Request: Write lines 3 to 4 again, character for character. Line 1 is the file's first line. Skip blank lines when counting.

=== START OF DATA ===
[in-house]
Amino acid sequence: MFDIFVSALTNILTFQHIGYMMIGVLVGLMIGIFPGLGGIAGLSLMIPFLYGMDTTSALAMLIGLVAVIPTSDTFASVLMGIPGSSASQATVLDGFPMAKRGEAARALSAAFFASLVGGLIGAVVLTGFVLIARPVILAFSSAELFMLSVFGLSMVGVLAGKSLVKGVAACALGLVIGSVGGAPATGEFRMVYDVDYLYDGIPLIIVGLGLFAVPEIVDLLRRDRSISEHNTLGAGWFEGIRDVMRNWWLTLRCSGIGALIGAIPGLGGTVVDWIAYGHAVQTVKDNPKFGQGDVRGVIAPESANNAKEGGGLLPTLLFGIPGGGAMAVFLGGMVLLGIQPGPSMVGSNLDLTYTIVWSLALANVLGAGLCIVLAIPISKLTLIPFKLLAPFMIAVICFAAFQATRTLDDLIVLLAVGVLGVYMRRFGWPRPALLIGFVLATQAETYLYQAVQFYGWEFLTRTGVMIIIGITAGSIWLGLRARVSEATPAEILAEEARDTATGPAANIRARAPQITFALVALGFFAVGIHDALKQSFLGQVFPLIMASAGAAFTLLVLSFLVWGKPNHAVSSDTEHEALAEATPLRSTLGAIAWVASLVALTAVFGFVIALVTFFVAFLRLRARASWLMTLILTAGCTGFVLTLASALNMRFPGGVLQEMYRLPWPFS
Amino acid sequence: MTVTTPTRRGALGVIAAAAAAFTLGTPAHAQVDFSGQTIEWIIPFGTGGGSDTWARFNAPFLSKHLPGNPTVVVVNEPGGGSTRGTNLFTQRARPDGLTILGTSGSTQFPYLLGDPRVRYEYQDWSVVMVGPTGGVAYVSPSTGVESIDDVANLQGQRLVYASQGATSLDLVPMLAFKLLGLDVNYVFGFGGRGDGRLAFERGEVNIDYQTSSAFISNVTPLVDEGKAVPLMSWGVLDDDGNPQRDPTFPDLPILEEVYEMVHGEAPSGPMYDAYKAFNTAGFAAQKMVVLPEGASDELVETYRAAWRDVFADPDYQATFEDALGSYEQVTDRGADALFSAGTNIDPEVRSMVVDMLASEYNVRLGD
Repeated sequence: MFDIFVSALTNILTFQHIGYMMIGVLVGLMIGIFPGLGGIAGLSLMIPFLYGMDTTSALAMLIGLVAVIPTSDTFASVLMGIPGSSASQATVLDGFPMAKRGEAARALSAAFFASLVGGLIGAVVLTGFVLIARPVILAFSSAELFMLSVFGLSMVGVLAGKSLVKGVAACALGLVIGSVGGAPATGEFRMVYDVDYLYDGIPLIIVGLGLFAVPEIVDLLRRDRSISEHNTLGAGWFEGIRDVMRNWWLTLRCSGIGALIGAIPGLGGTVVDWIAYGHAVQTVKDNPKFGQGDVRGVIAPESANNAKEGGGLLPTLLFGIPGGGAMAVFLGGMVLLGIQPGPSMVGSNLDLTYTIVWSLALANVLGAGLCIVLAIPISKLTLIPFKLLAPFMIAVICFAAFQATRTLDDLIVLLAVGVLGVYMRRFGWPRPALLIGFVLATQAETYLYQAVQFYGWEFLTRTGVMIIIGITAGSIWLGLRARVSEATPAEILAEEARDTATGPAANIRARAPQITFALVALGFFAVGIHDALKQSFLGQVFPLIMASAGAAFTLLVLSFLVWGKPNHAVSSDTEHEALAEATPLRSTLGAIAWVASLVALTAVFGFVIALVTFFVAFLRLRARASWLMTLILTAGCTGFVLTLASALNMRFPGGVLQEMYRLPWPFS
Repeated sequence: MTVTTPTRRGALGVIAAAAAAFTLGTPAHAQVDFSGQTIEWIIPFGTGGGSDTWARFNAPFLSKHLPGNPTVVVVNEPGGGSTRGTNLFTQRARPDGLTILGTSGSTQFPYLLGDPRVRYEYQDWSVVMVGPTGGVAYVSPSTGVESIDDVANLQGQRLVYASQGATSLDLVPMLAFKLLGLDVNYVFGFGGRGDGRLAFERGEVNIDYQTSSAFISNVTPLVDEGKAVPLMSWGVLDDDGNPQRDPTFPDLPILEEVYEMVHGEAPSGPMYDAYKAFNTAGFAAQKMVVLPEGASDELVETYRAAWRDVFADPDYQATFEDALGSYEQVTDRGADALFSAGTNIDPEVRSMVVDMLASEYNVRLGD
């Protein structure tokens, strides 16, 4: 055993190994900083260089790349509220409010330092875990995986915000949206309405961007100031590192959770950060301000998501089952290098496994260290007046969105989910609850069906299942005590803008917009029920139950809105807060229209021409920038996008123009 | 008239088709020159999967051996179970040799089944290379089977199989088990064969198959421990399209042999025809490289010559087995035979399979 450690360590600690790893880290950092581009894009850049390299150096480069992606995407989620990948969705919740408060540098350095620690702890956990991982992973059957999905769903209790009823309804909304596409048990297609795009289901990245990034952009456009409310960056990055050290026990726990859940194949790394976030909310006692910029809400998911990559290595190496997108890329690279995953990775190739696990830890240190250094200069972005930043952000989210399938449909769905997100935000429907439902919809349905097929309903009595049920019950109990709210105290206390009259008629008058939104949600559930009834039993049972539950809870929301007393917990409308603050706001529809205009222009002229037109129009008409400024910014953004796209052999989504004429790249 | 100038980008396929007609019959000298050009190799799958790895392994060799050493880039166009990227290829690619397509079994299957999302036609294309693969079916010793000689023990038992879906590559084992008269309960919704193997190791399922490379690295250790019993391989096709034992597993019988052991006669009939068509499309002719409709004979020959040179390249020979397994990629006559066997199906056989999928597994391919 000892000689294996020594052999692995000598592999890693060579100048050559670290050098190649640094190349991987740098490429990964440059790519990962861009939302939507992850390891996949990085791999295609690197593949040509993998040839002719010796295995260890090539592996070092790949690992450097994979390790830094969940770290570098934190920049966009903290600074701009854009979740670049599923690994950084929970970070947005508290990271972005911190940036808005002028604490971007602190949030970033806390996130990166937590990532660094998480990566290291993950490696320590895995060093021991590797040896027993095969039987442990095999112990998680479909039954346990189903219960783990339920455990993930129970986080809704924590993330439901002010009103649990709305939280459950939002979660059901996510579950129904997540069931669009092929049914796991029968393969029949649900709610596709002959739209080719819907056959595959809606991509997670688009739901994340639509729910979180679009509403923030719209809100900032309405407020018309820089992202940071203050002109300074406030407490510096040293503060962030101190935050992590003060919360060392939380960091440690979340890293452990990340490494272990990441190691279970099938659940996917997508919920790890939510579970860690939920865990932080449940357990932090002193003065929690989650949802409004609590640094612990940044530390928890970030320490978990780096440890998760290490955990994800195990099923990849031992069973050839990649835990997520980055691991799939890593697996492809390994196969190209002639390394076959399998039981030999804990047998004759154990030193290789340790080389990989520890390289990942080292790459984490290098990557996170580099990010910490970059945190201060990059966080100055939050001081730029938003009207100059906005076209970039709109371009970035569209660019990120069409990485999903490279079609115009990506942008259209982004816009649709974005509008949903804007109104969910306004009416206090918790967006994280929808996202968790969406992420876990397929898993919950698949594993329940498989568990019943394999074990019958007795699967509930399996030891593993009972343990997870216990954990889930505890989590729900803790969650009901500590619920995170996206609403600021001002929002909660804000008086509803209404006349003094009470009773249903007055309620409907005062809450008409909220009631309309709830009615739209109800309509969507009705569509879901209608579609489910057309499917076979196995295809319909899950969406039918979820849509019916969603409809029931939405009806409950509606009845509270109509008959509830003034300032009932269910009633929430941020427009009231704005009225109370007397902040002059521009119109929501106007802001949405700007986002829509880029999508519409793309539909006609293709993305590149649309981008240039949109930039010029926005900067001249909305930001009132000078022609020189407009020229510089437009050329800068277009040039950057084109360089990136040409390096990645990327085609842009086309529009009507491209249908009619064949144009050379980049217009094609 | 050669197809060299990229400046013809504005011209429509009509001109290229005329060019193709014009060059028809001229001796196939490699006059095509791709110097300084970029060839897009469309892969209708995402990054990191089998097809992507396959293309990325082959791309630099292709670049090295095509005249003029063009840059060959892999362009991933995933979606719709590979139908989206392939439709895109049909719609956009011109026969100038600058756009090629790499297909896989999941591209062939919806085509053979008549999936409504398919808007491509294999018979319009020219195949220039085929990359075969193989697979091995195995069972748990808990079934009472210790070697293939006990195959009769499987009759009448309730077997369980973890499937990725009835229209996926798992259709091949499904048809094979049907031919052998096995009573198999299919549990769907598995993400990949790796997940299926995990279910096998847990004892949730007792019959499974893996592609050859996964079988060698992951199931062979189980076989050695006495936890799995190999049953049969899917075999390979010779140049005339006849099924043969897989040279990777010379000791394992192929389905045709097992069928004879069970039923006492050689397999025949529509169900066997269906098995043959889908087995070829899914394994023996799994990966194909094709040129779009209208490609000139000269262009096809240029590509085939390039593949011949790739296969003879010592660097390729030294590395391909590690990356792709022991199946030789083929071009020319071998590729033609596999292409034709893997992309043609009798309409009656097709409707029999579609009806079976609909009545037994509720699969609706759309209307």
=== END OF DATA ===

Amino acid sequence: MTVTTPTRRGALGVIAAAAAAFTLGTPAHAQVDFSGQTIEWIIPFGTGGGSDTWARFNAPFLSKHLPGNPTVVVVNEPGGGSTRGTNLFTQRARPDGLTILGTSGSTQFPYLLGDPRVRYEYQDWSVVMVGPTGGVAYVSPSTGVESIDDVANLQGQRLVYASQGATSLDLVPMLAFKLLGLDVNYVFGFGGRGDGRLAFERGEVNIDYQTSSAFISNVTPLVDEGKAVPLMSWGVLDDDGNPQRDPTFPDLPILEEVYEMVHGEAPSGPMYDAYKAFNTAGFAAQKMVVLPEGASDELVETYRAAWRDVFADPDYQATFEDALGSYEQVTDRGADALFSAGTNIDPEVRSMVVDMLASEYNVRLGD
Repeated sequence: MFDIFVSALTNILTFQHIGYMMIGVLVGLMIGIFPGLGGIAGLSLMIPFLYGMDTTSALAMLIGLVAVIPTSDTFASVLMGIPGSSASQATVLDGFPMAKRGEAARALSAAFFASLVGGLIGAVVLTGFVLIARPVILAFSSAELFMLSVFGLSMVGVLAGKSLVKGVAACALGLVIGSVGGAPATGEFRMVYDVDYLYDGIPLIIVGLGLFAVPEIVDLLRRDRSISEHNTLGAGWFEGIRDVMRNWWLTLRCSGIGALIGAIPGLGGTVVDWIAYGHAVQTVKDNPKFGQGDVRGVIAPESANNAKEGGGLLPTLLFGIPGGGAMAVFLGGMVLLGIQPGPSMVGSNLDLTYTIVWSLALANVLGAGLCIVLAIPISKLTLIPFKLLAPFMIAVICFAAFQATRTLDDLIVLLAVGVLGVYMRRFGWPRPALLIGFVLATQAETYLYQAVQFYGWEFLTRTGVMIIIGITAGSIWLGLRARVSEATPAEILAEEARDTATGPAANIRARAPQITFALVALGFFAVGIHDALKQSFLGQVFPLIMASAGAAFTLLVLSFLVWGKPNHAVSSDTEHEALAEATPLRSTLGAIAWVASLVALTAVFGFVIALVTFFVAFLRLRARASWLMTLILTAGCTGFVLTLASALNMRFPGGVLQEMYRLPWPFS